The trail ended in what looked like a partially-inhabited ghost town: mostly abandoned buildings alongside boulevards overgrown with weeds, and then every so often, a home with laundry outside and a satellite dish on the roof.

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A guard standing in a thatched roof hut waved us over and asked us to sign in. I was baffled as to what we were signing in for – to enter the town? We left our names with the guard and headed to check out the abandoned prison, which we learned was shut down and imploded in 1994. The whole place had a weird vibe so we made our way to the beach which was certainly was not weird at all – it was lovely. (Warning – gratuitous bathing suit pictures ahead – apologies in advance for horrible tan lines and bodies which may be unprepared for bikini season).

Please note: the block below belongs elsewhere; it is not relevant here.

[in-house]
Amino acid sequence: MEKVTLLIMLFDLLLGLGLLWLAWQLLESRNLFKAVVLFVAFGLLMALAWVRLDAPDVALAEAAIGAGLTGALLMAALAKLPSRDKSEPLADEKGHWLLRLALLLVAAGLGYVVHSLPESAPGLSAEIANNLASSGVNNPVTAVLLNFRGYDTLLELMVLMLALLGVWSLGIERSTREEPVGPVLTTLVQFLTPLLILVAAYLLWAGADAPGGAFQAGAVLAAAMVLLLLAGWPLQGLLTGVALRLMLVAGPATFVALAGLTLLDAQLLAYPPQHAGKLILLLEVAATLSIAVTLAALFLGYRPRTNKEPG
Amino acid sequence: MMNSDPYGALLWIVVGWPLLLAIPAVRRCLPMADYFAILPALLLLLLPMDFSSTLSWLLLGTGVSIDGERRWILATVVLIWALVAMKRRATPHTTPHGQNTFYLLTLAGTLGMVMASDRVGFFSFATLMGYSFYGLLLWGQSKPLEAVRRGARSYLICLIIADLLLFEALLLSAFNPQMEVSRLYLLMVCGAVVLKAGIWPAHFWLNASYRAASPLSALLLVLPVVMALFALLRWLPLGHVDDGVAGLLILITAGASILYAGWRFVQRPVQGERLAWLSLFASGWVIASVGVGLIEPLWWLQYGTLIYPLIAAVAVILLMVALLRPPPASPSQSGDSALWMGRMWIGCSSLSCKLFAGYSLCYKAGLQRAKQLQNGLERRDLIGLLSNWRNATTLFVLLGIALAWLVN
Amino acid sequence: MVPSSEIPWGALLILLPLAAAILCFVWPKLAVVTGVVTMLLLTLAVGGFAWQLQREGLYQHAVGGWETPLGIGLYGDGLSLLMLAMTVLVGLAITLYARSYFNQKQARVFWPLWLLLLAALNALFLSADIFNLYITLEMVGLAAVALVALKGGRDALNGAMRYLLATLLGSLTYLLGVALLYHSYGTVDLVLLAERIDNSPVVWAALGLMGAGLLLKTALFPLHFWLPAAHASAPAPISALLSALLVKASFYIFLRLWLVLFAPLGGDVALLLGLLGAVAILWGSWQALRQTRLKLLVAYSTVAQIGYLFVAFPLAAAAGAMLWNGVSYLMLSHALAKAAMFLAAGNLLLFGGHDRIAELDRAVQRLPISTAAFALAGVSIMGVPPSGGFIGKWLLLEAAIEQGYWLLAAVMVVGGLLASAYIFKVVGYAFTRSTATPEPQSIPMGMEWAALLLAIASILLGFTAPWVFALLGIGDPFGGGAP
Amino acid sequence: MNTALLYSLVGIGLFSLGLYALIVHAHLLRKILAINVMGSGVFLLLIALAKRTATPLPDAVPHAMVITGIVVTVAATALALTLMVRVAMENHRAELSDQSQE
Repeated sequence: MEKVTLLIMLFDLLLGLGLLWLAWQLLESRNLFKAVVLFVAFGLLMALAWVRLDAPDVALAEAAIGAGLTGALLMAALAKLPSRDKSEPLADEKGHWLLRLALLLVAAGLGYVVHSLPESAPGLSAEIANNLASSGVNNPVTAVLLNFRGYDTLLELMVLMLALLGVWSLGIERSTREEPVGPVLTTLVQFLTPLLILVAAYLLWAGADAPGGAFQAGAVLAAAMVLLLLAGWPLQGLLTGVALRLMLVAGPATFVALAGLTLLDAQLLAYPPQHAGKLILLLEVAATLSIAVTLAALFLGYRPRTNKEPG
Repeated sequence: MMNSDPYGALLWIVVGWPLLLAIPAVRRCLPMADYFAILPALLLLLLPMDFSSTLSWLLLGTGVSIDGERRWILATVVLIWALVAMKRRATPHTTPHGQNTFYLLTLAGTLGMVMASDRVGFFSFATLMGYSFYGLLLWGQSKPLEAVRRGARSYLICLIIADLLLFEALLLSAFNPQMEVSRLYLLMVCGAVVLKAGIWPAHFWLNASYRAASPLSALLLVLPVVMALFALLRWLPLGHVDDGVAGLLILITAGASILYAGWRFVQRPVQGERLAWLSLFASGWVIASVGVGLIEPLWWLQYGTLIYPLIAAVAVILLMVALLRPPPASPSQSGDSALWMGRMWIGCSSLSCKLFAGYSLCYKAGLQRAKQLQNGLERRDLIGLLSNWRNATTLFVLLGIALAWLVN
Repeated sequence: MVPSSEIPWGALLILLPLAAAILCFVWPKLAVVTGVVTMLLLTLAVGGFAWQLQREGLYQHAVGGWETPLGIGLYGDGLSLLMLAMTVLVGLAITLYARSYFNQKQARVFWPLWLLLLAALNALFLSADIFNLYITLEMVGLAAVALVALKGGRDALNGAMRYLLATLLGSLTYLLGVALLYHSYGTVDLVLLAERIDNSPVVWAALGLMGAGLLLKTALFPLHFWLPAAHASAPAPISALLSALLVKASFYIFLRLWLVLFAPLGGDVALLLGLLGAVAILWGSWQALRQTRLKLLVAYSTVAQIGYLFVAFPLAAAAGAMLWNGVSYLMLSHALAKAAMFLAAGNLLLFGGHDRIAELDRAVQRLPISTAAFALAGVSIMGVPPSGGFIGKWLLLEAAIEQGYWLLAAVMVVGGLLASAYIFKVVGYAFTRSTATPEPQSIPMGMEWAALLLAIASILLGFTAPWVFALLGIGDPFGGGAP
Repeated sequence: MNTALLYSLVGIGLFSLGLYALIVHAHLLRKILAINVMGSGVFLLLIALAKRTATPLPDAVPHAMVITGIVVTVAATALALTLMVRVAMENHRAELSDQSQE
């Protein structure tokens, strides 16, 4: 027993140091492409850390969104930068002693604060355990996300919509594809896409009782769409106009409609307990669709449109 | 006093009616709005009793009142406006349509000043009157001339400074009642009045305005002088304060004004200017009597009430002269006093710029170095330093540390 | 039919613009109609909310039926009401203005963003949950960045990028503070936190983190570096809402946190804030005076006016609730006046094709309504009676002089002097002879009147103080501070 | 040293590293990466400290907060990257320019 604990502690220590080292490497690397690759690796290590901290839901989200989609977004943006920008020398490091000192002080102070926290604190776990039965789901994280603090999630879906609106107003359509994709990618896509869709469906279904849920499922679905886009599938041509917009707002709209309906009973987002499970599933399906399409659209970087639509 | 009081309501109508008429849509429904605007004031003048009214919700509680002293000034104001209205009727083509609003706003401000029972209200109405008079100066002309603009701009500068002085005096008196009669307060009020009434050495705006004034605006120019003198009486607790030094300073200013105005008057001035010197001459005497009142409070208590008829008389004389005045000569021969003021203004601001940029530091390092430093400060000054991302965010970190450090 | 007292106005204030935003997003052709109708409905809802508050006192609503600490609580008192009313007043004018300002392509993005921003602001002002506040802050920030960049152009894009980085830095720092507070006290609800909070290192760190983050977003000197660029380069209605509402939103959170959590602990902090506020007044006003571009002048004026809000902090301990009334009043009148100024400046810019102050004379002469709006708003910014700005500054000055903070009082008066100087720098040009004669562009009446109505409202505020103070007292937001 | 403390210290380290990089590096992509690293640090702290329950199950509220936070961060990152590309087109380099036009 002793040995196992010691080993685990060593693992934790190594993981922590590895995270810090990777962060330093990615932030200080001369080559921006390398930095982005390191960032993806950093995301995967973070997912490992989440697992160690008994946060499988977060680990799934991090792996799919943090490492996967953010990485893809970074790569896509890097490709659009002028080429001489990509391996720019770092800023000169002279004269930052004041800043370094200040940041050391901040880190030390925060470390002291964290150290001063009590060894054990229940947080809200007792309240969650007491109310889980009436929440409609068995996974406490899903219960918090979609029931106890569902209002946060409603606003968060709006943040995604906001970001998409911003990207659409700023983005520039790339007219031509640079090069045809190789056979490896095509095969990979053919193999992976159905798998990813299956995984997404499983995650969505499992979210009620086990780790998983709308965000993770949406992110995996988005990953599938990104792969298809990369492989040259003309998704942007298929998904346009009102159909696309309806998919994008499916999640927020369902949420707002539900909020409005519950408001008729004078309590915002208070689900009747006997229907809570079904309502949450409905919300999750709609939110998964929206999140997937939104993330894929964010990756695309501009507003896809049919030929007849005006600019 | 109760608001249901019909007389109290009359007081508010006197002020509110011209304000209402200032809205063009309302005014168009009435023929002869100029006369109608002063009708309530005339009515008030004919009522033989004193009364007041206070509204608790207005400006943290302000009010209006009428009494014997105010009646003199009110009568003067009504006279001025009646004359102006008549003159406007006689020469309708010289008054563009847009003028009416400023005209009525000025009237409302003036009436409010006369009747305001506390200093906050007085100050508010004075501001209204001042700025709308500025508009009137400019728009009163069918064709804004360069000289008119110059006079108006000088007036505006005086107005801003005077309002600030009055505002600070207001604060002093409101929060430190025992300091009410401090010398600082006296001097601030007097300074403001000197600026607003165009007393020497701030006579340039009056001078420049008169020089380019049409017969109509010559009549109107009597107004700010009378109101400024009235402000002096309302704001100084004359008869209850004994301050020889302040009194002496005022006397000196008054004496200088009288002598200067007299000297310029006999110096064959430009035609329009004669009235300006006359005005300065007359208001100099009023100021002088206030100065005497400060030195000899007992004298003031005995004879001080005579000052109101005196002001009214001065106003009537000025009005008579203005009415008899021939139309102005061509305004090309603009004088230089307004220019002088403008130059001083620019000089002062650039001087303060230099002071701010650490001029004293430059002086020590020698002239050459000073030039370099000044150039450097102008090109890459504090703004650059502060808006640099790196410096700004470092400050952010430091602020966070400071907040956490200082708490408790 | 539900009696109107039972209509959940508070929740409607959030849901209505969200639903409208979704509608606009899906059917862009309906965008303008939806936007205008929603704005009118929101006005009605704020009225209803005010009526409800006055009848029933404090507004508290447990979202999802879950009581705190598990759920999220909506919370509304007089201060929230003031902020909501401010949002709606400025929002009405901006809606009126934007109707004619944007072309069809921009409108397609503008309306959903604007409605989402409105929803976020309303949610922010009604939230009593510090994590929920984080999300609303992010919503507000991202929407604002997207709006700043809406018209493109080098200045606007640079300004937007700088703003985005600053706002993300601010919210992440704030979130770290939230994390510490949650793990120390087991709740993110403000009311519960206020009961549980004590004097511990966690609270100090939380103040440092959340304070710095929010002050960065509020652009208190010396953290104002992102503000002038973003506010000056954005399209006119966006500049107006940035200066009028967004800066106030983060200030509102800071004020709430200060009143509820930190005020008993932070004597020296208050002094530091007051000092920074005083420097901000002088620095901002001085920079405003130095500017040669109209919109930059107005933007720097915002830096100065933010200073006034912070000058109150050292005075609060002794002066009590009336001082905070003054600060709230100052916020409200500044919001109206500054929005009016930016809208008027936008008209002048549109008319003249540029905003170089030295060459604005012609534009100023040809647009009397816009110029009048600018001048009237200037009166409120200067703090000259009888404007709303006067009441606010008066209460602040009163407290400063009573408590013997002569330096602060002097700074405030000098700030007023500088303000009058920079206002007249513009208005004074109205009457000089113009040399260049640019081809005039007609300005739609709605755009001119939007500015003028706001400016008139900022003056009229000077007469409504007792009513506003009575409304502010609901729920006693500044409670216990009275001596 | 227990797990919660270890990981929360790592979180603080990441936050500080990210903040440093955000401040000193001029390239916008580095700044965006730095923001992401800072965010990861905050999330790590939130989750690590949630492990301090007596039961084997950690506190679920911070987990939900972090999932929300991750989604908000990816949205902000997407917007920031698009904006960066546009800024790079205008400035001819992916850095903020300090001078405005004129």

A bay a couple of miles long, rimmed with white sand and backed by the jungle-covered peaks we had just hiked… it was a perfect. And we basically had it all to ourselves, aside from a handful of folks who came and went. We found a shady spot to stash out things and then jumped in the water – the crystal clear water felt awesome after a long, hot hike. After a little swim we put together our sandwiches on the beach and hung out watching big crabs sneaking in and out of their holes in the sand all around us.

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Eventually we packed up and walked the length of the beach, stopping to check out shells and enjoy the view.